Curmudgeon said...

It was Mrs T who brought in all-day opening in 1988 (although I accept it didn't extend to Sundays until about 1993 under Major).

My late dad always used to refer to "going out for a run" (in the car).

The Stigler said...

Mark,

I think Major was far better than he's written up by history, but I think Mrs T did certain necessary things that others may have shied away from.

That said, liberalisation is often about the times. Things that there's either a demand for, or that people will accept.

Mark Wadsworth said...

PC, you are the expert on pub opening hours, so point taken. In response to Thatcher, I fucked off abroad in 1984 and did not return until 1993.

TS, I'm not joking about Major. Would Blair-Brown have simply let a reckless bank (Barings) go to the wall?

The Stigler said...

Mark,

I'm not disagreeing with you much. I think he's one of the best two prime ministers in living memory (and I have plenty of criticisms of Thatcher).

Blair only lasted as long as he did because of the state of the economy after Major, and that they continued with it, and started to push as much spending as possible into expensive PFI schemes. Then he started borrowing. Brown was even worse and Cameron is just as tricksy as Blair.

Lola said...

Ah hem. When taking one's girlfriend out for a ride the motoring itself was not the main entertainment, or purpose. It maybe that nowadays there are more places available for horizontal refreshment. However I understand that there is a sub group of society that still sees motoring and parking and...as a legitimate group (or even public) actvity.

Graeme said...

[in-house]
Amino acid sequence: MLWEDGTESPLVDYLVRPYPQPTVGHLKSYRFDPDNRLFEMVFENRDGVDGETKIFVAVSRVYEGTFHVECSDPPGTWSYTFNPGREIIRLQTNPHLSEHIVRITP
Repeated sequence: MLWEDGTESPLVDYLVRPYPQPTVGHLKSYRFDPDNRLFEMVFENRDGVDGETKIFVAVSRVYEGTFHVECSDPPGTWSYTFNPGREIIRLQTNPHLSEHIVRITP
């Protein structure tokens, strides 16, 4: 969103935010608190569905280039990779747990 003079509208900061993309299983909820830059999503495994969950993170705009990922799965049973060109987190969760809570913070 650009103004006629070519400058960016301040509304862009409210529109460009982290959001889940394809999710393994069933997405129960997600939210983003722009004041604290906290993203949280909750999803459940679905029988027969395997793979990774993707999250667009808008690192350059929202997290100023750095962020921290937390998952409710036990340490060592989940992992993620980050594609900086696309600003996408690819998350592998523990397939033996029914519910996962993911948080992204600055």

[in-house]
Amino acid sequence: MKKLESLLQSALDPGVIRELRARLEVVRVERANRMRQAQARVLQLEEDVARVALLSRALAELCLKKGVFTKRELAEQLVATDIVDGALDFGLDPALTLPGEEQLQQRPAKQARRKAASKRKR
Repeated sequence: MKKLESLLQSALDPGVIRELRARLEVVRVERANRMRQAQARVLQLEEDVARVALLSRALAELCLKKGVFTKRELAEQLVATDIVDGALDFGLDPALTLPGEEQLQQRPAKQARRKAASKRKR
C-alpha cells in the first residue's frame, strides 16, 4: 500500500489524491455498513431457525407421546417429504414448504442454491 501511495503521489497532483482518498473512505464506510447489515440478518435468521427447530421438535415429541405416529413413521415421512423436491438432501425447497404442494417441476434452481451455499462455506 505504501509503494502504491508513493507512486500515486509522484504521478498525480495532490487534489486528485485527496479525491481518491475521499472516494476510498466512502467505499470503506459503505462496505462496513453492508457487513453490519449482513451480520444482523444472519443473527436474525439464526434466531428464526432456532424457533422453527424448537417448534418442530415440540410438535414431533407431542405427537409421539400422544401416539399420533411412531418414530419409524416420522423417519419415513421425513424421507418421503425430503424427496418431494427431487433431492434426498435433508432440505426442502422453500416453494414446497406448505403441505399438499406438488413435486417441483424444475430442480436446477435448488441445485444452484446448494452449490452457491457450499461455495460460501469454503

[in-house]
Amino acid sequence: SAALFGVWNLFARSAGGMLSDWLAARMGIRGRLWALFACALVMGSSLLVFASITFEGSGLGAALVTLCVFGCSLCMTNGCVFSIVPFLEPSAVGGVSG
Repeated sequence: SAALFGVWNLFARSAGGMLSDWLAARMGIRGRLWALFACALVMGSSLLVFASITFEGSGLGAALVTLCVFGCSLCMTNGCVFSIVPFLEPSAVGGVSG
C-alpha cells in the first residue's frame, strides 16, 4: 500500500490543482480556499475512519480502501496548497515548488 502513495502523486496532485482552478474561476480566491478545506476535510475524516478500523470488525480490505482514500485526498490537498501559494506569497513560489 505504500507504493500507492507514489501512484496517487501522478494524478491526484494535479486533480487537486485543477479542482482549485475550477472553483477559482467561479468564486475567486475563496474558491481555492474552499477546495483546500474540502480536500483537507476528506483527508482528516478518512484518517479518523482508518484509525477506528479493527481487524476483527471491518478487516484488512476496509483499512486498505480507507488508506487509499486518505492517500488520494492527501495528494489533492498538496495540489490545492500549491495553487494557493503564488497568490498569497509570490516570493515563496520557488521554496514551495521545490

applause to DBC for managing to get 2 obsessions - support for RPM (obviously ridiculous) and the abolition of Sched A (borderline ridiculous depending on how the govt taxes the rest of the economy) - into one post. Sorry...that should be kudos h/t - the yoof.

DBC Reed said...

Graeme
So getting rid of RPM, (solely to gain entry to the EU) has been an unqualified success has it?

Please indicate what good it has ever done in any respect.
Likewise abo of Sched A.

You'd think from all the support for the Thacherite plus era on here that we were living in an age of unparalleled prosperity, not a Homeownerist balls-up where the economy rests on property bubbles and real wages (and hence demand) are going down.
Does n't anybody watch Keiser?

Anyway I would have thought the advent of supermarket shopping (post RPM) and stayng home doing DIY (post Sched A) does help to explain the end of Sunday driving which is the relevant issue.

The Stigler said...

Lola,

Yeah, but it's also the case that as kids, Mum and Dad would take us out for a drive.

It does make me wonder in these homeownerist days whether we'll start getting the thing that Tokyo has of "love hotels" where you rent a room for a couple of hours. When I was courting I'd have much rather have paid for that than trying to get it on in a Renault 5.

Bayard said...

"Nowadays a car is its own hermetically sealed life support and entertainment system, isolating you from the outside world."

Not if it's a soft-top.

"than trying to get it on in a Renault 5"

Still easier than the same activity in a Mini.

DBC Reed said...

Background: "Sunday afternoon at home" Hancock(1960) for how completely ,insanely ,boring the traditional Sunday was fifty years ago. Hancock goes in for some wishful thinking that joining the Common Market might liven things up by way of introducing racy European ways.

Graeme said...

So getting rid of RPM, (solely to gain entry to the EU) has been an unqualified success has it?


Obviously! otherwise we would still pay through the nose for shoes, books, spectacles etc and the opticians, shoe-sellers and bookshop owners would still drive Rolls Royces